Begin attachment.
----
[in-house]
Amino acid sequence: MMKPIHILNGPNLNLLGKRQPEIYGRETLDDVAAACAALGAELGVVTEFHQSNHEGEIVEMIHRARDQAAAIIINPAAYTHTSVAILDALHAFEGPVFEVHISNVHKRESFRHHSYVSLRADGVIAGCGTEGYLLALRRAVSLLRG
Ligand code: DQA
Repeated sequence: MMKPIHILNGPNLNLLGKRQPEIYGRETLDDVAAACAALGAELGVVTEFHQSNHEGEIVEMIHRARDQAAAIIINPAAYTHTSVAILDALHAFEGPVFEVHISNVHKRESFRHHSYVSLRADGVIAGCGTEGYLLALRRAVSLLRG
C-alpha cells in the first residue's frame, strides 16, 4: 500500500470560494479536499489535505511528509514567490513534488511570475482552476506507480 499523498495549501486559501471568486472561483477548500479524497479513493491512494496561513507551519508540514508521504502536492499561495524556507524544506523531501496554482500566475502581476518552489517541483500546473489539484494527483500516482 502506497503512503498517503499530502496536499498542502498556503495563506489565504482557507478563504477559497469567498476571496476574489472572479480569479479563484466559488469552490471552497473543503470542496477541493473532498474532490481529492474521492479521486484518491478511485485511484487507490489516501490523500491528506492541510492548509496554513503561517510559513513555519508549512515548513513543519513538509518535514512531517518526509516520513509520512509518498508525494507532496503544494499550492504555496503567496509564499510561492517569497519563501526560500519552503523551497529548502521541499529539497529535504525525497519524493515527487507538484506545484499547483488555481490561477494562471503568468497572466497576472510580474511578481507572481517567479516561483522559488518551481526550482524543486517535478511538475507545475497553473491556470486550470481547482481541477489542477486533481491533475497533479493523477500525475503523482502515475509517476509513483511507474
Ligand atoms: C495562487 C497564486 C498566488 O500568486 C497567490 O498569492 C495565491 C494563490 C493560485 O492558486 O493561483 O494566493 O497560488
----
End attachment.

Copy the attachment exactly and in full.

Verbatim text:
[in-house]
Amino acid sequence: MMKPIHILNGPNLNLLGKRQPEIYGRETLDDVAAACAALGAELGVVTEFHQSNHEGEIVEMIHRARDQAAAIIINPAAYTHTSVAILDALHAFEGPVFEVHISNVHKRESFRHHSYVSLRADGVIAGCGTEGYLLALRRAVSLLRG
Ligand code: DQA
Repeated sequence: MMKPIHILNGPNLNLLGKRQPEIYGRETLDDVAAACAALGAELGVVTEFHQSNHEGEIVEMIHRARDQAAAIIINPAAYTHTSVAILDALHAFEGPVFEVHISNVHKRESFRHHSYVSLRADGVIAGCGTEGYLLALRRAVSLLRG
C-alpha cells in the first residue's frame, strides 16, 4: 500500500470560494479536499489535505511528509514567490513534488511570475482552476506507480 499523498495549501486559501471568486472561483477548500479524497479513493491512494496561513507551519508540514508521504502536492499561495524556507524544506523531501496554482500566475502581476518552489517541483500546473489539484494527483500516482 502506497503512503498517503499530502496536499498542502498556503495563506489565504482557507478563504477559497469567498476571496476574489472572479480569479479563484466559488469552490471552497473543503470542496477541493473532498474532490481529492474521492479521486484518491478511485485511484487507490489516501490523500491528506492541510492548509496554513503561517510559513513555519508549512515548513513543519513538509518535514512531517518526509516520513509520512509518498508525494507532496503544494499550492504555496503567496509564499510561492517569497519563501526560500519552503523551497529548502521541499529539497529535504525525497519524493515527487507538484506545484499547483488555481490561477494562471503568468497572466497576472510580474511578481507572481517567479516561483522559488518551481526550482524543486517535478511538475507545475497553473491556470486550470481547482481541477489542477486533481491533475497533479493523477500525475503523482502515475509517476509513483511507474
Ligand atoms: C495562487 C497564486 C498566488 O500568486 C497567490 O498569492 C495565491 C494563490 C493560485 O492558486 O493561483 O494566493 O497560488